There are two royal mummies (Ahmose I and Ramesses I) and some extremely well-preserved carvings and artefacts. For instance, a bed from Tutankhamun’s tomb and a large alabaster statue of the crocodile God Sobek. Everything looks new -and in a lot better condition than most ancient Greek and Roman stuff – they almost look fake. Many artefacts are found in Karnak and Luxor Temple, so try to fit it in after you’ve visited the temples -not before. Then you know who’s who!
WHERE TO STAY ⇓
The Winter Palace (part of Sofitel) is the most elegant hotel in the city (and in Egypt maybe. This is where Agatha Christie wrote her “Death on the Nile”, which really fuelled my Egyptian dreams! It’s right in the middle of the city, but with a huge wonderful garden and a really nice pool. It was built by the British (of course) and it’s just as foreign as the Victoria Falls Hotel in Zimbabwe. The small town-hotel St Joseph is for the more hardcore traveller. It’s very rundown and haven’t seen that many tourists for years. We met 1 not-so-happy guest. Then I would rather find a b&B on the west-side.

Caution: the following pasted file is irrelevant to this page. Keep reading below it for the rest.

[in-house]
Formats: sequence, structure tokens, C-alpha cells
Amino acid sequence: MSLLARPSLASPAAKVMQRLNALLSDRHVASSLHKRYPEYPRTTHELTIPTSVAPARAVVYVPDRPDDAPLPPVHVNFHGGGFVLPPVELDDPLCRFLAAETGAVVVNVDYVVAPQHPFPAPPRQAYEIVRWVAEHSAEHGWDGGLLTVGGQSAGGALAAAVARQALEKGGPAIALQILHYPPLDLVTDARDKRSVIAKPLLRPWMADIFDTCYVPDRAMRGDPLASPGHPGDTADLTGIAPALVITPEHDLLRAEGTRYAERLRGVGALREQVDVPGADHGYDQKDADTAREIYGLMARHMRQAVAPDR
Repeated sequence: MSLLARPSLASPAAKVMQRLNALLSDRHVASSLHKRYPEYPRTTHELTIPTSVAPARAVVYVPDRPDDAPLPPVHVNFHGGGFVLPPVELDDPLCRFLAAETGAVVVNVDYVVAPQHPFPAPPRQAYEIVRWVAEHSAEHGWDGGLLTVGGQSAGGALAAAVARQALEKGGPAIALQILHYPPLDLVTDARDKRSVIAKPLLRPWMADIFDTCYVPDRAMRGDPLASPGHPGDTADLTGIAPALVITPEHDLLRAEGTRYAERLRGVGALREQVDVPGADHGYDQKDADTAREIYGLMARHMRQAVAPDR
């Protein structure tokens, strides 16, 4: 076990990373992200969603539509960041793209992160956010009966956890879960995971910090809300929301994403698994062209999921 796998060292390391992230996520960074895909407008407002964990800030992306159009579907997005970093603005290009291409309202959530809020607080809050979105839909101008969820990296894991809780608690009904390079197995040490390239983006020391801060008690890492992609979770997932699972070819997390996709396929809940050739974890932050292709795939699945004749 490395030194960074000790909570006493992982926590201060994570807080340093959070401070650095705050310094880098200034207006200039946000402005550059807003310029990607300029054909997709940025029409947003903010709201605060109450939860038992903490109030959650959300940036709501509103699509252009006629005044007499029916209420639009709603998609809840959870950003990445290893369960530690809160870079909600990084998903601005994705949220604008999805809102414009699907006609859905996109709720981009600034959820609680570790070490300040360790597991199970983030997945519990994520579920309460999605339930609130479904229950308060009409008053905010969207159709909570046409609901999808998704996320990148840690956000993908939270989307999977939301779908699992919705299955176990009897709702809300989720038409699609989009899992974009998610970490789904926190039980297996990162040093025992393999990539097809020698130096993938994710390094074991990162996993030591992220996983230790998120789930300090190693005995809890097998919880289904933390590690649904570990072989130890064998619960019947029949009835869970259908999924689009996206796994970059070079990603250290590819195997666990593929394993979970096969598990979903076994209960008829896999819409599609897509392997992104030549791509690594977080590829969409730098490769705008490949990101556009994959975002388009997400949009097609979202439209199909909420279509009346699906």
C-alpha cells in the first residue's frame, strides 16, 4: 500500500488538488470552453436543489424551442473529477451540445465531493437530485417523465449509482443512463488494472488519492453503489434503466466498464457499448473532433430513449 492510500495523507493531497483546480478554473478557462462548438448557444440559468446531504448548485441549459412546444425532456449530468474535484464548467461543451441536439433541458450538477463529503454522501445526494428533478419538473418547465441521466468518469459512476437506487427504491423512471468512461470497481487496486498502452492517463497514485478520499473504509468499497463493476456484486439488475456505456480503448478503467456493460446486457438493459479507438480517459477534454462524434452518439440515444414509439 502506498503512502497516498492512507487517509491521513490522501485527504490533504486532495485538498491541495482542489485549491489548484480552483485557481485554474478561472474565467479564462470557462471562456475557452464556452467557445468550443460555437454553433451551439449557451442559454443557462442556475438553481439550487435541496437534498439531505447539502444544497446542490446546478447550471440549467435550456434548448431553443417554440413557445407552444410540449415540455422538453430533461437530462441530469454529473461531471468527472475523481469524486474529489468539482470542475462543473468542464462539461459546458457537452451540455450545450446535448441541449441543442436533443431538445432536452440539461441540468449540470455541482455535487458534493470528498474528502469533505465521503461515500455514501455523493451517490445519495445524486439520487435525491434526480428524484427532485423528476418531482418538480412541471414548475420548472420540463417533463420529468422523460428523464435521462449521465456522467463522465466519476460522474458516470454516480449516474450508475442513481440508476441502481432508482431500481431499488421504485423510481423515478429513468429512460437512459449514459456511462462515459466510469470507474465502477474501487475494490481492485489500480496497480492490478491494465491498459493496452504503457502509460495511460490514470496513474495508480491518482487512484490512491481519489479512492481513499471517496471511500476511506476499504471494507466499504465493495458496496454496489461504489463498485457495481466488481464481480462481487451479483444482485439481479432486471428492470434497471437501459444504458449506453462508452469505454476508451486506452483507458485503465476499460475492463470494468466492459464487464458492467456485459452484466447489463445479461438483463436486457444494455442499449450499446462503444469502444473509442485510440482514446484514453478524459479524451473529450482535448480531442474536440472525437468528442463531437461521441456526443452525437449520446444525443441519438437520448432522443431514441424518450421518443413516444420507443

We wanted an easy trip with peace and quiet and a the possibility of swimming, so we stayed at Jolie Ville Kings Island 5 km south of Luxor. This was way too all-inclusive like for me, but the good thing was the peace and quiet, since it’s on an island. Also many of the guest was Arabic speaking and probably Egyptian, so it’s a nice reminder of where you are. There was also many Chinese tourist though.
GOOD TO KNOW
Egypt is very different from many other countries I’ve visitied. I it’s a little like Morocco with a touch of Jordan, but the hassling made it one of the worst countries I have been a tourist in. So here are some good advice when visiting.
It is not without reason, that Luxor is called the hassle capital. Walking along the Corniche is the worst place. This is where the most aggressive hasslers are. Some of the Egyptians I talked to said that business was still bad, although this last year it was getting better. This makes the sellers very desperate. It was so bad, that even though we wanted to buy some souvenirs we didn’t; even though we were tired we just said no to all taxi drivers – and then nobody is happy. Even the kids yelled “Money” at us. I know they do it for survival, but it is scaring the money away.